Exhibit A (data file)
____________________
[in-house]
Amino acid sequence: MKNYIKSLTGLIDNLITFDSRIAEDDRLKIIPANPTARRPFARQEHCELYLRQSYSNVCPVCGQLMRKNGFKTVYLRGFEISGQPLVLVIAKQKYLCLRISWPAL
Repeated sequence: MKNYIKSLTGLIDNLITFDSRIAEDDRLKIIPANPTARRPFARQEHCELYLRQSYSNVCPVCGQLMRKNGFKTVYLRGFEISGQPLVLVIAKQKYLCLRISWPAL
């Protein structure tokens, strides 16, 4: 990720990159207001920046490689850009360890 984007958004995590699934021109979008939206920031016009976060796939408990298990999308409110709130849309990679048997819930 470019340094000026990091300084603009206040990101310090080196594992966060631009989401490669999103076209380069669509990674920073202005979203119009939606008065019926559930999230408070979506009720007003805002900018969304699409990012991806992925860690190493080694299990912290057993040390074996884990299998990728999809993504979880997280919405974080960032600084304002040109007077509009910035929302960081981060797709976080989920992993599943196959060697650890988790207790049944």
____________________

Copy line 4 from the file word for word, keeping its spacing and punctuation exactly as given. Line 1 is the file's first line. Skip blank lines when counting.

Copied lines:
């Protein structure tokens, strides 16, 4: 990720990159207001920046490689850009360890 984007958004995590699934021109979008939206920031016009976060796939408990298990999308409110709130849309990679048997819930 470019340094000026990091300084603009206040990101310090080196594992966060631009989401490669999103076209380069669509990674920073202005979203119009939606008065019926559930999230408070979506009720007003805002900018969304699409990012991806992925860690190493080694299990912290057993040390074996884990299998990728999809993504979880997280919405974080960032600084304002040109007077509009910035929302960081981060797709976080989920992993599943196959060697650890988790207790049944």